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Spokane, Washington  Est. May 19, 1883
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Ledger’s The Joker strengthens ‘Knight’

ORG XMIT: NYET161 In this image released by Warner Bros., Heath Ledger starring as The Joker, is shown in a scene with Christian Bale, starring as Batman in
ORG XMIT: NYET161 In this image released by Warner Bros., Heath Ledger starring as The Joker, is shown in a scene with Christian Bale, starring as Batman in "The Dark Knight." (AP Photo/Warner Bros. Pictures, Stephen Vaughan) ** NO SALES ** (Associated Press / The Spokesman-Review)

“Deadwood: The Complete Series”

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In HBO’s miniseries pantheon, “Deadwood” never gained the heights of popularity enjoyed by “The Sopranos” (20-odd Emmys), nor did it achieve the sustained success of “The Wire” (which went for five seasons).

And if younger viewers were turned off by the Western setting, some of them at least were attracted to the contemporary attitudes and persistent use of profanity (which turned off many older viewers).

All that said, “Deadwood” – the complete third season of which is now available in a special edition – manages to balance powerful drama with intriguing character development, blending facets of the Western myth with overtly realistic views of real-life personalities such as Wild Bill Hickok, Calamity Jane and Wyatt Earp.

Then there’s the superb acting of Ian McShane as the belligerently tough saloon owner Al Swearengen, Timothy Olyphant as the principled/prone-to-be-violent town sheriff and, most notably, Robin Weigert as the drunkenly vulnerable Calamity Jane.

The result is television as it’s never been seen.

DVD includes making-of featurettes, Q&A with cast and crew. (19 discs; not rated)

“Europa – Criterion Collection”

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Long before he became one of the founders of the Dogma movement – which adopted such “rules” of cinema as natural lighting, hand-held cameras and a spurning of genre filmmaking – Danish director Lars von Trier crafted this dark, moody and impeccably made study (also titled “Zentropa”) of post-World War II Europe.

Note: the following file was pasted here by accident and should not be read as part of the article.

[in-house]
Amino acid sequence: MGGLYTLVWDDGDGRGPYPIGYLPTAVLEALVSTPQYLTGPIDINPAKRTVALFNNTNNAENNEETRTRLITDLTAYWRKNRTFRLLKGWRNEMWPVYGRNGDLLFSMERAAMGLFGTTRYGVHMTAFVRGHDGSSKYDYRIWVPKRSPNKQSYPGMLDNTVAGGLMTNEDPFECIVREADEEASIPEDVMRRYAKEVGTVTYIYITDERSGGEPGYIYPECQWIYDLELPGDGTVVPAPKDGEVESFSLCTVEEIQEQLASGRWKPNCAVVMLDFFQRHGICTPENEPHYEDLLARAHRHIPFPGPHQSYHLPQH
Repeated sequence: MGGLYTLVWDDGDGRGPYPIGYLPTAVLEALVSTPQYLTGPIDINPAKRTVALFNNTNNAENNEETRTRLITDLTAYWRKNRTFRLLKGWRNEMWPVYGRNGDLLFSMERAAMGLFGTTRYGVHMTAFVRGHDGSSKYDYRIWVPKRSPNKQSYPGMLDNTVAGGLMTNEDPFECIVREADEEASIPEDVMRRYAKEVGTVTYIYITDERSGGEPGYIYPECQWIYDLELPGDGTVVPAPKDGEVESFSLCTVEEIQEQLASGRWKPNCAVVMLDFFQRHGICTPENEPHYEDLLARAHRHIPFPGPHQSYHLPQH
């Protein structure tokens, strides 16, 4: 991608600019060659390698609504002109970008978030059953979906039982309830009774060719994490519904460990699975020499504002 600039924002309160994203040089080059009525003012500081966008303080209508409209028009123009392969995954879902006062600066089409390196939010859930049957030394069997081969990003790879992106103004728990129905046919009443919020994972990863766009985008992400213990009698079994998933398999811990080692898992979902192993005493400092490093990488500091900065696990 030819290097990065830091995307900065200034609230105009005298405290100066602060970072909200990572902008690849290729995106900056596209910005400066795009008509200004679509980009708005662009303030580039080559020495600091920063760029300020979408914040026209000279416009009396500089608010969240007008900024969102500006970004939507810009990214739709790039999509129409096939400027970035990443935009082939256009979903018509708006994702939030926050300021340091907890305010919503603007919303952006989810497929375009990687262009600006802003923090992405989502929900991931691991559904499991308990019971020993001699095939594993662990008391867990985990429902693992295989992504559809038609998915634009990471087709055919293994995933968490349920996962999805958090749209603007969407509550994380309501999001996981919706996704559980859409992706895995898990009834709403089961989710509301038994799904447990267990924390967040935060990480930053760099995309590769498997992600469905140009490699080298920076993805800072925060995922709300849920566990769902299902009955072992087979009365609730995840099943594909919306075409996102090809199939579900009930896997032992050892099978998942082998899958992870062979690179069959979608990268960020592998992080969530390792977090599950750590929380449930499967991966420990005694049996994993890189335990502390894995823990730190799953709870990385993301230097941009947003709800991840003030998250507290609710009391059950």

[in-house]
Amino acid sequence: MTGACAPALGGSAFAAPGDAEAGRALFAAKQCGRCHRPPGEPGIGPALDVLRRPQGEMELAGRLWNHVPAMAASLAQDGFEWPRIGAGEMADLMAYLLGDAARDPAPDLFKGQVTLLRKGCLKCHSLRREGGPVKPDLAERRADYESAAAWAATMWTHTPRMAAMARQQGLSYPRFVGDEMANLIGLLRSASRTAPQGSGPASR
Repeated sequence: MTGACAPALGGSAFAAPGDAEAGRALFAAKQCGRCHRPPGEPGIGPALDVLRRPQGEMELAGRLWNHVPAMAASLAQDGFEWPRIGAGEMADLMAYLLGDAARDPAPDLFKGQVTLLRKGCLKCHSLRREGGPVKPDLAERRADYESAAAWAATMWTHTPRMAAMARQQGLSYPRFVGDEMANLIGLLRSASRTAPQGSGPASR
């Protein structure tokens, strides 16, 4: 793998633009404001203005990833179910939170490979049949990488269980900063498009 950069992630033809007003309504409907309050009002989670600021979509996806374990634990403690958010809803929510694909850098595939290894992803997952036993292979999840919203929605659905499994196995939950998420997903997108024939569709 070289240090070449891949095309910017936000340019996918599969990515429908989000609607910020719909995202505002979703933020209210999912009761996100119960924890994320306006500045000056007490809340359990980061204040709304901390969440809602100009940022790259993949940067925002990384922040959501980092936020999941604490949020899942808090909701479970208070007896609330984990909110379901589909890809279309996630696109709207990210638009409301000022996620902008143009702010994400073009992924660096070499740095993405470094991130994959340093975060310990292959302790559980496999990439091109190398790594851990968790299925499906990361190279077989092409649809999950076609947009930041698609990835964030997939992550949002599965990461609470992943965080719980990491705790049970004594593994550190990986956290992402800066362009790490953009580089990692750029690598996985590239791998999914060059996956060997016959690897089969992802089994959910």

Jean-Marc Barr stars as an American who improbably goes to work for Zentropa Railways. Kafkaesque is an overused descriptor, but it’s particularly apt here: Trust no one, especially von Trier himself.

DVD includes commentary by (and conversation with) von Trier, making-of featurettes, cast and crew interviews. (1:52; rated R for mature treatment of Holocaust issues)

“Dr. Seuss’ Horton Hears a Who!”

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Most parents are familiar with Theodor Geisel, aka Dr. Seuss, the author of children’s books such as “Green Eggs and Ham,” “The Cat in the Hat” and “How the Grinch Stole Christmas!”

This G-rated family film, which tells the story of an elephant’s quest to save Whoville (a world of creatures the size of a speck of dust), hits all the right visual notes. It fails, unfortunately, to emphasize what brought fans to the work in the first place: the rhythms and tones of Dr. Seuss’ poetry.

Featuring the voices of Jim Carrey, Steve Carell and Carol Burnett.

DVD, which is available in Blu-ray, includes commentary by directors Jimmy Hayward and Steve Martino, making-of featurettes, films shorts. (1:26; rated G)

Also available: “Anamorph,” “A Hole in a Fence,” “If I Didn’t Care,” “Man on Wire,” “The Man Who Came Back,” “Three Short Films by Werner Herzog.”

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